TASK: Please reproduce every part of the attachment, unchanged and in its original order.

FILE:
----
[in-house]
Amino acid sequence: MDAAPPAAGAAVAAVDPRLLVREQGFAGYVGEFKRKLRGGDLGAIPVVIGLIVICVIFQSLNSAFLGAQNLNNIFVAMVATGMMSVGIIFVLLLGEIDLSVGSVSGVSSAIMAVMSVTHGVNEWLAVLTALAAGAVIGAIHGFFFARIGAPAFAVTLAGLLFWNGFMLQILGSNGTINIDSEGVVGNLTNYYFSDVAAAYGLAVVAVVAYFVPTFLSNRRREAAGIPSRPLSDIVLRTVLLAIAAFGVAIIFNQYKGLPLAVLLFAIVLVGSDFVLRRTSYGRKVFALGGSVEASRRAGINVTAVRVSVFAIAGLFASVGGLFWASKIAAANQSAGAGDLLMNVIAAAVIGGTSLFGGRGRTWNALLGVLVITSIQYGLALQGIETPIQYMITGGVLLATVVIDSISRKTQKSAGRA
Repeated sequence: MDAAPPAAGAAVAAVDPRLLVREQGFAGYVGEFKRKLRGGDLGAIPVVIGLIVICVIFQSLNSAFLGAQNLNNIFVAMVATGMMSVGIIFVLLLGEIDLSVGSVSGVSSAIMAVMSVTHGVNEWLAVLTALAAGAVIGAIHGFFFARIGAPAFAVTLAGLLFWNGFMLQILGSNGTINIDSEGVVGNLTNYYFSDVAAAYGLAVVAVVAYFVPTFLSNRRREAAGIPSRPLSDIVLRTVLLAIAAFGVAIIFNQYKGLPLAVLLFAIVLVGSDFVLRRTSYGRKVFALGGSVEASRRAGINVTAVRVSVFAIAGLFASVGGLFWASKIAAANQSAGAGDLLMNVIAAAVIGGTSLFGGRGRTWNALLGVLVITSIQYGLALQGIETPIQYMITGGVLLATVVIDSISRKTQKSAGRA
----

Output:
[in-house]
Amino acid sequence: MDAAPPAAGAAVAAVDPRLLVREQGFAGYVGEFKRKLRGGDLGAIPVVIGLIVICVIFQSLNSAFLGAQNLNNIFVAMVATGMMSVGIIFVLLLGEIDLSVGSVSGVSSAIMAVMSVTHGVNEWLAVLTALAAGAVIGAIHGFFFARIGAPAFAVTLAGLLFWNGFMLQILGSNGTINIDSEGVVGNLTNYYFSDVAAAYGLAVVAVVAYFVPTFLSNRRREAAGIPSRPLSDIVLRTVLLAIAAFGVAIIFNQYKGLPLAVLLFAIVLVGSDFVLRRTSYGRKVFALGGSVEASRRAGINVTAVRVSVFAIAGLFASVGGLFWASKIAAANQSAGAGDLLMNVIAAAVIGGTSLFGGRGRTWNALLGVLVITSIQYGLALQGIETPIQYMITGGVLLATVVIDSISRKTQKSAGRA
Repeated sequence: MDAAPPAAGAAVAAVDPRLLVREQGFAGYVGEFKRKLRGGDLGAIPVVIGLIVICVIFQSLNSAFLGAQNLNNIFVAMVATGMMSVGIIFVLLLGEIDLSVGSVSGVSSAIMAVMSVTHGVNEWLAVLTALAAGAVIGAIHGFFFARIGAPAFAVTLAGLLFWNGFMLQILGSNGTINIDSEGVVGNLTNYYFSDVAAAYGLAVVAVVAYFVPTFLSNRRREAAGIPSRPLSDIVLRTVLLAIAAFGVAIIFNQYKGLPLAVLLFAIVLVGSDFVLRRTSYGRKVFALGGSVEASRRAGINVTAVRVSVFAIAGLFASVGGLFWASKIAAANQSAGAGDLLMNVIAAAVIGGTSLFGGRGRTWNALLGVLVITSIQYGLALQGIETPIQYMITGGVLLATVVIDSISRKTQKSAGRA